Yes, we don’t know what Mueller ultimately may reveal but he has waited so long to tell us that the idea of justice for what happened in 2016 seems hardly relevant. At this point, what incentive is there for a potential presidential candidate not to violate campaign laws, not to openly ask foreign government for help in getting elected, not to engage in large scale criminal efforts in order to get elected. Merely winning the election means that candidate will certainly be able to serve out the first term and, with luck, may win a second and outrun the statute of limitations on the crimes that allowed him to take power in the first place.

The denouement for this travesty of justice was when Manafort’s lawyer came out and, in a brazen plea for a pardon, declared that this sentence showed there was no collusion. It was a slap in the face of Lady Justice. Donald Trump pockets millions each year in Emoluments Clause violations. America’s plutocratic oligarchs take their billions to the bank as a result of Trump’s only real legislative achievement, a budget-busting tax break for those very plutocrats. Trump’s cabinet, past and present, is littered with criminals like Tom Price, Scott Pruitt, and Ryan Zinke who stole or wasted tens of thousands of taxpayer dollars and walked away scot-free. Alex Acosta, in protecting serial sexual predator and pimp of underage women, and Wilbur Ross, in lying to add the citizenship question to the census, have been cited for crimes by judges yet still remain in office. As Sarah Kendzior endlessly tells us, it is a vast criminal enterprise masquerading as a government. They have been stealing from, selling out, and selling off America for their own benefit for years. And they all laugh at the very concept of justice.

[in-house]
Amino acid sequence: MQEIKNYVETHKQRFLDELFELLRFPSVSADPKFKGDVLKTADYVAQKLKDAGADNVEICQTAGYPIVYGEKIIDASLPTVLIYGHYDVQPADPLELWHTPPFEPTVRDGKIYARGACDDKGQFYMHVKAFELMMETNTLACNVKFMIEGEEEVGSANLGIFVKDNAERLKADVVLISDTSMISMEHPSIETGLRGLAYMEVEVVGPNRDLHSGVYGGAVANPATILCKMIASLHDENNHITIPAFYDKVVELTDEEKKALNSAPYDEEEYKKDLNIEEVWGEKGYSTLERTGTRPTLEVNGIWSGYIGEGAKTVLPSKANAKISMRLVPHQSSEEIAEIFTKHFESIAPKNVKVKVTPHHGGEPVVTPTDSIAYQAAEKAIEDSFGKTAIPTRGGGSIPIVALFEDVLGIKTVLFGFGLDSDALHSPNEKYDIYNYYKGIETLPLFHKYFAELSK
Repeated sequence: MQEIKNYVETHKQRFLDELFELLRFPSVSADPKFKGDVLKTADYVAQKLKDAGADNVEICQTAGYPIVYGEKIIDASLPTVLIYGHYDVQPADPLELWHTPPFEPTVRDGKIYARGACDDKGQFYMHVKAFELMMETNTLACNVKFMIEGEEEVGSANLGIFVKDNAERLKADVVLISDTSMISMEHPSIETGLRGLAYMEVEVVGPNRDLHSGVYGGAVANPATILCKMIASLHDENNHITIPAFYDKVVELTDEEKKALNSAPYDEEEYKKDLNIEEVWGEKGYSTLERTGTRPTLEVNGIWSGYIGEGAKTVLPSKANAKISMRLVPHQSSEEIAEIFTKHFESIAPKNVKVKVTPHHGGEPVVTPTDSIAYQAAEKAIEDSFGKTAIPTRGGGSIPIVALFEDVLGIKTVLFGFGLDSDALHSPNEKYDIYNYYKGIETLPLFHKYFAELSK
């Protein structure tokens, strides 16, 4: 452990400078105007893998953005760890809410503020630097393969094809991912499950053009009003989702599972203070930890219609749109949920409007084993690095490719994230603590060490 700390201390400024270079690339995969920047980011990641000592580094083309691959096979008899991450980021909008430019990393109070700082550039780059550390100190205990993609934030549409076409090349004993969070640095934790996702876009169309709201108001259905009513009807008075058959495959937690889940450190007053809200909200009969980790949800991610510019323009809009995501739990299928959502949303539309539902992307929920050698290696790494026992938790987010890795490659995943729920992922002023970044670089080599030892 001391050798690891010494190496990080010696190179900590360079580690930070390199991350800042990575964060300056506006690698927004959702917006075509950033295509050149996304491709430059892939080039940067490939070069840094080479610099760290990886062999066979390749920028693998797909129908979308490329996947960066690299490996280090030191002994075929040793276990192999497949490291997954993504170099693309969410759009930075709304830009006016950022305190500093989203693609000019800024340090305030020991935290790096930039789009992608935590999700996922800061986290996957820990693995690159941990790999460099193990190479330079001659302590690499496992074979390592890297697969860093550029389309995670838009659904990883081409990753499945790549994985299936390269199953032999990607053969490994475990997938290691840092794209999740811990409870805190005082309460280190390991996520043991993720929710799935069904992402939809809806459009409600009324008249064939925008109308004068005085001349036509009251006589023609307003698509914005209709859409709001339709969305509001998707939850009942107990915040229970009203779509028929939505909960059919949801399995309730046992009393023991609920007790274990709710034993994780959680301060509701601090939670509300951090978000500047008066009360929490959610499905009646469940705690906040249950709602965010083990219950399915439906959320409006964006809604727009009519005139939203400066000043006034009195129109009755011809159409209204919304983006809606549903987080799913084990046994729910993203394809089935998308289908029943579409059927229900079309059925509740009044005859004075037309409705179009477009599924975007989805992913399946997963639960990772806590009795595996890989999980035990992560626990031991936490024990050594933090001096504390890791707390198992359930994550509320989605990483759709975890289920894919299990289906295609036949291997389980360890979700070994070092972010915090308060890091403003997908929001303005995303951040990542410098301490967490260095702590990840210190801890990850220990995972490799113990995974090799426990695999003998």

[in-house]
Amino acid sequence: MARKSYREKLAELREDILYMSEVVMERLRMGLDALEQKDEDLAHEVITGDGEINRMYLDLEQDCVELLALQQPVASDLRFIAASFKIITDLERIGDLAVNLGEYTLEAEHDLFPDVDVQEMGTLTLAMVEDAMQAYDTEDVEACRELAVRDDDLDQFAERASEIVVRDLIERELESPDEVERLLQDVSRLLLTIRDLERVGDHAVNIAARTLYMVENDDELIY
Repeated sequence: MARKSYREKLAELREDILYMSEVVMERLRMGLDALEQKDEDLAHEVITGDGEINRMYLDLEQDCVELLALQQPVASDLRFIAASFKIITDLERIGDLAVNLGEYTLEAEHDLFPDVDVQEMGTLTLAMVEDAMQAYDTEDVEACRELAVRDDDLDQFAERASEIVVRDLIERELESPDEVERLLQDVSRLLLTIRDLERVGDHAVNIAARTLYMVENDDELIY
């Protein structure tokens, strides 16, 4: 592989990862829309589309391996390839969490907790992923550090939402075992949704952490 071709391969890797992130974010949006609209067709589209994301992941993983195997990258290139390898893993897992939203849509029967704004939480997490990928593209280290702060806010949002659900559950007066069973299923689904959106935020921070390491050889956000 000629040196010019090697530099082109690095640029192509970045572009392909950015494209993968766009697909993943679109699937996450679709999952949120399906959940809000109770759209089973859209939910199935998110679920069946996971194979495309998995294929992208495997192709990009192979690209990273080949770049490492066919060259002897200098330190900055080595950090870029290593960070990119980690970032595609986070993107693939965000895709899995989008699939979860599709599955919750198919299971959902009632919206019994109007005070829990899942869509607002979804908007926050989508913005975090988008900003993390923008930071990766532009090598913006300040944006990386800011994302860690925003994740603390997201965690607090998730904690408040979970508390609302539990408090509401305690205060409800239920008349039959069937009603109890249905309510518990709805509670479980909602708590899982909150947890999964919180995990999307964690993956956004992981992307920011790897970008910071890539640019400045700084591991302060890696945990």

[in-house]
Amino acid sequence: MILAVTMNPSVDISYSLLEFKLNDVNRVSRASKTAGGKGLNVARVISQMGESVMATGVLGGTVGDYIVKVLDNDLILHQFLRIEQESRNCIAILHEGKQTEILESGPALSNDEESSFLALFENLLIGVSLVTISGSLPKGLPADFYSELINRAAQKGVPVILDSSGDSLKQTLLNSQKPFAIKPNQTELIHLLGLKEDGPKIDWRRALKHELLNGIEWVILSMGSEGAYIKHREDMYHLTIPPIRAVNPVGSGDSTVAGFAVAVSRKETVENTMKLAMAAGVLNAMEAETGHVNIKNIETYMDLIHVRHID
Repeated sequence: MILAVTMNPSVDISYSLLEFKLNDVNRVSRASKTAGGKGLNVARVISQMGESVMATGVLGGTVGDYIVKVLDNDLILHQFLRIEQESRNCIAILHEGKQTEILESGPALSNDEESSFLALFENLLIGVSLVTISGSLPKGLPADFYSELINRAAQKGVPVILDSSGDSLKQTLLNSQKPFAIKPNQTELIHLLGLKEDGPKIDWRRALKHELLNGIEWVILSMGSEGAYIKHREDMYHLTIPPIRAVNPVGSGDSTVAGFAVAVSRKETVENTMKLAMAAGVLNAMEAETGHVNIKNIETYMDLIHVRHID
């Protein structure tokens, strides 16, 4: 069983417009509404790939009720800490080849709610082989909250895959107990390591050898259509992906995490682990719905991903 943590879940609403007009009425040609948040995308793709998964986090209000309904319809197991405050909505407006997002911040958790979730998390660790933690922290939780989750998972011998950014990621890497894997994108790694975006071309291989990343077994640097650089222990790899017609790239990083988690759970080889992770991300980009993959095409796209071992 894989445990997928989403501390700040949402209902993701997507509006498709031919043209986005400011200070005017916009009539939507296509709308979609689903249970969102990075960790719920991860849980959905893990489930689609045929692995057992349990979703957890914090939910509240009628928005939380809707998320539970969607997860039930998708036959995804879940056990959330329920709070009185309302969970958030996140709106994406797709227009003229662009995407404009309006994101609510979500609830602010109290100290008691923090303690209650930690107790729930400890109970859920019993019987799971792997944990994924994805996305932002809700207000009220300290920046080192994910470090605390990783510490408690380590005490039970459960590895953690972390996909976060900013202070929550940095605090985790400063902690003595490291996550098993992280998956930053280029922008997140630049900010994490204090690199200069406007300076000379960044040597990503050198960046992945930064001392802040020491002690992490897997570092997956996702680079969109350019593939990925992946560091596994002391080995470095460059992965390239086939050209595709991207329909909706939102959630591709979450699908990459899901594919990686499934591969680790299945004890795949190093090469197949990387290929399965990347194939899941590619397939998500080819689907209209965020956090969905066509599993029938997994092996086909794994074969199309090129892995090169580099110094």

Judge Ellis has failed us. Mueller has, so far, failed us. The courts have failed us. The Republican party, which has morphed from a political party to a corrupt personality cult intent on maintaining power by almost any means possible, has failed us.

Our institutions will not save us.

Rant over.

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Originally published at thesoundings.com on March 8, 2019.